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Second Circuit Reaffirms The Right of A Corporation To Impose Consequences On Employees Who Do Not Cooperate With Internal Investigations

In Gilman v. Marsh & McLennan Cos., No. 15-0603-cv (Kearse, Winter, Jacobs), the Second Circuit held that a corporation can fire an employee for cause if the employee refuses to participate in an internal investigation of the company’s possible criminal wrongdoing.  Masquerading as an employment dispute, the decision could have important consequences for how a corporation and its employees handle internal investigations when there is the potential for criminal prosecution.

The upshot of Gilman for employees is clear:  don’t count on the Fifth Amendment right against self-incrimination to keep you clear of an internal investigation—and if you do refuse to participate, be prepared to suffer the consequences, including termination and loss of benefits.  For employers, the message is more nuanced.  Under Judge Jacobs’ analysis, it may be important for a corporation to delineate whether an internal investigation, and the employee interviews that go along with it, is being done solely to appease the government, or whether there are other, business-related reasons.  As long as the internal investigation has reasonable business objectives, a corporation can impose consequences on recalcitrant employees (including suspension or outright termination)  without infringing on the employees’ constitutional rights.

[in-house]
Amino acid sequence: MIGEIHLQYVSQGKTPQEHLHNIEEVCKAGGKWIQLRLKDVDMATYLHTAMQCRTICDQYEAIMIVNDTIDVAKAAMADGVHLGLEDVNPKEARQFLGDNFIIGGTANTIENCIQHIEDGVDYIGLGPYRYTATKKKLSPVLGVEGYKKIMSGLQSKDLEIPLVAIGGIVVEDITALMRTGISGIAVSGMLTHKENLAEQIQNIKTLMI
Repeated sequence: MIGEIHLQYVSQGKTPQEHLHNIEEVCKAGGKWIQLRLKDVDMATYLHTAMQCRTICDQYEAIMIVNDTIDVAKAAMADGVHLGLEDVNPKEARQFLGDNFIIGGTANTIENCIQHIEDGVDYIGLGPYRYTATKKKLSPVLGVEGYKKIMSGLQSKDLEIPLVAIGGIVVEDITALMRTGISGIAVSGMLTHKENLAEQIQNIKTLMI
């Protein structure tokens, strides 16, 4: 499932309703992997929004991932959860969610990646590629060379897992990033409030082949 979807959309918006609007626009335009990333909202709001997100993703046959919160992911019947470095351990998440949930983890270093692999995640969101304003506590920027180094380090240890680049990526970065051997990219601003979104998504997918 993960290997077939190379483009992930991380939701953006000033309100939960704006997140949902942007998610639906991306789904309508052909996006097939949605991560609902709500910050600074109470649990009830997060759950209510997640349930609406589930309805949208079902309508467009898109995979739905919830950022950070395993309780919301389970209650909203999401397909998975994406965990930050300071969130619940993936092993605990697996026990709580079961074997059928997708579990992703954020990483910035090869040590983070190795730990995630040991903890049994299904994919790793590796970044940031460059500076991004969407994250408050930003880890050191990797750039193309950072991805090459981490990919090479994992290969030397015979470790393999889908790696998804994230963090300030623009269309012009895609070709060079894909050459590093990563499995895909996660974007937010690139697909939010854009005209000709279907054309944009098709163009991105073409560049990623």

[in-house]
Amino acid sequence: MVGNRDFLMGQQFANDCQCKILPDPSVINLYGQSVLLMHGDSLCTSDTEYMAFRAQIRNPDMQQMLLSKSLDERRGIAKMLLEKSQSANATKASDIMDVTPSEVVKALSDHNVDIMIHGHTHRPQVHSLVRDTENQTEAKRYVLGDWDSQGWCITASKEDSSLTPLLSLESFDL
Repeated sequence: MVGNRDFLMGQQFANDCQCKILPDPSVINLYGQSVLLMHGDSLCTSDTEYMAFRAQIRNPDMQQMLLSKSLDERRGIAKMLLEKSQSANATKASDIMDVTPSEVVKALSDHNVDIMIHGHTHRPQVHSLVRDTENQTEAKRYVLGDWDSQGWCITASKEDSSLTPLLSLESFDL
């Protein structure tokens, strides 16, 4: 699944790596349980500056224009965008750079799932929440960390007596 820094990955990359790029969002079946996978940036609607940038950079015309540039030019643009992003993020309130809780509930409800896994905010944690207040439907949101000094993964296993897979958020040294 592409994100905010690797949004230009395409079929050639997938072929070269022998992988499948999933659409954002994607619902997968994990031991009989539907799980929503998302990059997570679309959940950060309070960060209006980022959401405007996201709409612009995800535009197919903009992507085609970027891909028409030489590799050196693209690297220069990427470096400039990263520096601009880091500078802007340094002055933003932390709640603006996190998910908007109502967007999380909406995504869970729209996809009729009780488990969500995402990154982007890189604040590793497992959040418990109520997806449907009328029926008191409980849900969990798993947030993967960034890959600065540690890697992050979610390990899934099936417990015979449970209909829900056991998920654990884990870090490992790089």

This case has its beginnings in then-New York Attorney General Eliot Spitzer’s investigation of the insurance business in the mid-2000s.  Marsh, one of Spitzer’s targets, came under scrutiny in late 2004, when an AIG employee pleading guilty to felony charges implicated two Marsh employees—William Gilman and Edward McNenney—as co-conspirators.  In a meeting between Marsh and Spitzer, Spitzer allegedly agreed to forgo criminal charges against Marsh if it turned over an internal investigation being conducted by the Davis Polk law firm, waiving attorney-client and work product protection.  It was widely expected, however, that the AG’s office would bring criminal charges against individuals.

Marsh instructed Gilman and McNenney to attend interviews with Davis Polk attorneys as part of its investigation, but the employees refused.  Marsh responded by firing the two employees for cause, depriving them of retirement benefits including severance pay and stock options.